In my latest effort at sullying an otherwise fine publication with my ramblings, I wax ambivalent on bridal fauxbivalence.
Thursday, March 07, 2013
As a rule, I do my best to incorporate even the trolliest criticisms of my writing into something positive. As a grad student, one can get used to all feedback on one's writing being couched in a great deal of positivity and support, so the harsh world of anonymous commenters can be - yes, really - of great use. It can be difficult, when, for example, the comments are along the lines of, ‘this is the dumbest thing I ever read,’ or are furious tirades based on misinterpretations of headlines I didn't even write. The lesson learned can feel like, more nuance! Always more nuance! Or someone will be upset that you oversimplified what is in fact a complicated issue! The addition of extra hemming, hawing, and cautiousness is probably the opposite of what would improve my writing, and yet.
But I want to take something from a comment at the Atlantic claiming that my latest post felt mean-spirited, although the commenter him/herself admits to not knowing why they have this impression, nor towards whom this alleged meanness is directed. This I can work with, even if I'm not exactly sure to whom I should direct the apology. When I reread my initial WWPD post on fauxbivalence, I found it far too snarky, although I continued to believe the basic premise. What I do in the more recent post, and hadn’t in others there, is position myself in the issue in question. I wasn't sure about doing that at first, but it didn’t seem right to pin it all on Jessica Grose and other writers who’ve put their fauxbivalence before a wide audience. (I have ample stores of anecdata on fauxbivalence, but prefer to cite publicly-available examples.) My own wedding involved a mix of good-feminist and bad-feminist moments - as I find they nearly all do. And I find myself playing up the good-feminist ones, playing down the bad-feminist ones, rather than simply owning (as another commenter puts it) the lot of it. I am not above fauxbivalence! If I'm hard on the fauxbivalent, I'm hard on myself.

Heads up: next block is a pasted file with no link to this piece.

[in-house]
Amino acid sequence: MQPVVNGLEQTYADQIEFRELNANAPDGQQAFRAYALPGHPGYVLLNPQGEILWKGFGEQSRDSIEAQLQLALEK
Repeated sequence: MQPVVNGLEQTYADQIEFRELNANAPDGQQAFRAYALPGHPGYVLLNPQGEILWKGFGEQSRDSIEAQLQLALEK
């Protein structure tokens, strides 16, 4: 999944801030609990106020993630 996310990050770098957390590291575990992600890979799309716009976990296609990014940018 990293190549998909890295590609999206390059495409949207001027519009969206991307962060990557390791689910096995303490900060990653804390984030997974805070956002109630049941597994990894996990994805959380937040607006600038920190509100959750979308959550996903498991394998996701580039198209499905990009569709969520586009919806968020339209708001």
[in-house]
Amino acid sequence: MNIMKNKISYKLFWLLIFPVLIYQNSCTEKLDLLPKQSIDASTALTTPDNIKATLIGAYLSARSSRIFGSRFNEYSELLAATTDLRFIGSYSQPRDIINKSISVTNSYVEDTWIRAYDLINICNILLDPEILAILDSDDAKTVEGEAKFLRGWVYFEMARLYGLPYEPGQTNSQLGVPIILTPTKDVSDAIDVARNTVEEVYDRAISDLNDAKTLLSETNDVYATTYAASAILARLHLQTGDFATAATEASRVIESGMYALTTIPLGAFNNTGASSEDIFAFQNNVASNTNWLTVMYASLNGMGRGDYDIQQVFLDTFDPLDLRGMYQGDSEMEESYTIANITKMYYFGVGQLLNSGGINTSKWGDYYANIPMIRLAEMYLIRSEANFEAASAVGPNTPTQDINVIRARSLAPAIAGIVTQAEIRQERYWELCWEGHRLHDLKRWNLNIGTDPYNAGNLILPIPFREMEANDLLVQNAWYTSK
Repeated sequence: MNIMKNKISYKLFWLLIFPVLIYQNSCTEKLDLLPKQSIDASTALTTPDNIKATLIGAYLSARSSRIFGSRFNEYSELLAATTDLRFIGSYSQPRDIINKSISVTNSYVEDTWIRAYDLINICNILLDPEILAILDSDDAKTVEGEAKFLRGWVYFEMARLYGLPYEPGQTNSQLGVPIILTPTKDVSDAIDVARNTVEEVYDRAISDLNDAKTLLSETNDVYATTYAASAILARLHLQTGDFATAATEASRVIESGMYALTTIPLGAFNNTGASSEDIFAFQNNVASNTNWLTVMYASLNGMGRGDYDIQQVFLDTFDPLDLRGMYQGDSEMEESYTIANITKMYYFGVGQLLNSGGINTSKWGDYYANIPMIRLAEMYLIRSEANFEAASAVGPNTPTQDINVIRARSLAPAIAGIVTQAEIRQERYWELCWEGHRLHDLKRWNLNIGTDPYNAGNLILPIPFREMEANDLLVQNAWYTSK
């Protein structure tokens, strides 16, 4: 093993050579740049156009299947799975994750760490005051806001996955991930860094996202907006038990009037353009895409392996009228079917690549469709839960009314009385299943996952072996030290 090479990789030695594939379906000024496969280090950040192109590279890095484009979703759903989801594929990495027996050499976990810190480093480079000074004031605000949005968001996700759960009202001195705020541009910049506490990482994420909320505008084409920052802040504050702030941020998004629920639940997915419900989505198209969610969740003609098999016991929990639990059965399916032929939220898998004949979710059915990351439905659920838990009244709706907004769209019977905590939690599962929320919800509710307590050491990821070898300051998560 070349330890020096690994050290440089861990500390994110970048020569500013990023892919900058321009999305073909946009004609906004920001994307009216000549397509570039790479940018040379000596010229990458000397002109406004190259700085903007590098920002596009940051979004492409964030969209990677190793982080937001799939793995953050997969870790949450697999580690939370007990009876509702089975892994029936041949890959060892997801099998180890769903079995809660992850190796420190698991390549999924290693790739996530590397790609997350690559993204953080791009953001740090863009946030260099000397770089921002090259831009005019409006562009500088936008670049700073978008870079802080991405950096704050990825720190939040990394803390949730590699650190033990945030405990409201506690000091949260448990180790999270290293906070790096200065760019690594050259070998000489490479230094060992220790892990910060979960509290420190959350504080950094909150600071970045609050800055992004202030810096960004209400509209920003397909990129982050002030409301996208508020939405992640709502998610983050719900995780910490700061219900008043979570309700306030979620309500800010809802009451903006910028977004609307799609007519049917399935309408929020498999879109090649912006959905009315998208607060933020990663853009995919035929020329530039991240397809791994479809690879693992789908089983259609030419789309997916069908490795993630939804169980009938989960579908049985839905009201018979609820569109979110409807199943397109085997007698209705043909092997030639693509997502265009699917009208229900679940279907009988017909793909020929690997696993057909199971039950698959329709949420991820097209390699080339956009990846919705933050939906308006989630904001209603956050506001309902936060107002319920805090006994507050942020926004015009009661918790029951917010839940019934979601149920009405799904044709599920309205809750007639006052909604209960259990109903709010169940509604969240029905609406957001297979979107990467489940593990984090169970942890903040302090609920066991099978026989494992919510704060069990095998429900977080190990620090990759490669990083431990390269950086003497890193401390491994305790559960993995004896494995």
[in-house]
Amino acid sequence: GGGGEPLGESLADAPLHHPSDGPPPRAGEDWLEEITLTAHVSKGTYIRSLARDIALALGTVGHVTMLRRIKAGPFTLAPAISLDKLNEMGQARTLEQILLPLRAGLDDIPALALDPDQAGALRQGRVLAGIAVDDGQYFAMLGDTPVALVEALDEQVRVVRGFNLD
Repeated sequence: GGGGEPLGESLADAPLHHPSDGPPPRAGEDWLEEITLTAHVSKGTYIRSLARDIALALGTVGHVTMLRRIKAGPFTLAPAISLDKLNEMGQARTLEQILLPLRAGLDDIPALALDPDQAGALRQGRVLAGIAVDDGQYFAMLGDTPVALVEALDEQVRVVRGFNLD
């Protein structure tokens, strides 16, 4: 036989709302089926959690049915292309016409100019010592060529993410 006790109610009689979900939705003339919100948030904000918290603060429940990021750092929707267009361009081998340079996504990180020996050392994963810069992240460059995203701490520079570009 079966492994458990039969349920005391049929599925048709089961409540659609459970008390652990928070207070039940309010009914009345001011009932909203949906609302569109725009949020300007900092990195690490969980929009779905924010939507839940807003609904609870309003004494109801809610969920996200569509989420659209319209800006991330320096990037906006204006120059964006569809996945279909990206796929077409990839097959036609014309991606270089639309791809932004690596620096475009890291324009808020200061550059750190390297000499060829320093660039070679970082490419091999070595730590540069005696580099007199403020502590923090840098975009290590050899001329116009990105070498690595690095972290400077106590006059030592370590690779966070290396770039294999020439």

And... the following will address Caryatis's points in the comments there, which I'm reluctant to enter for fear of losing the week to that: I don't think the answer is to throw up one's hands and have the most 'traditional' wedding possible. We should all do what we're comfortable with, be less judgmental about what others feel comfortable with, and so on. Given that I got married at City Hall, I'm not about to tell people who get married in their backyards that they're not making a big enough fuss. We're all comfortable with different things. If you don't want a fancy-schmancy ring, more power to you. (My personal favorite in the non-traditional ring arena is this.) What I think is wrong is to turn who can be most low-key, most offbeat, into a competition in its own right. A wedding is by its very nature an unoriginal act, and I think there's a certain value to acknowledging it. Not acknowledging it by having a more 'traditional' event than you're comfortable with, but just, like, acknowledging it to yourself, in conversation, etc.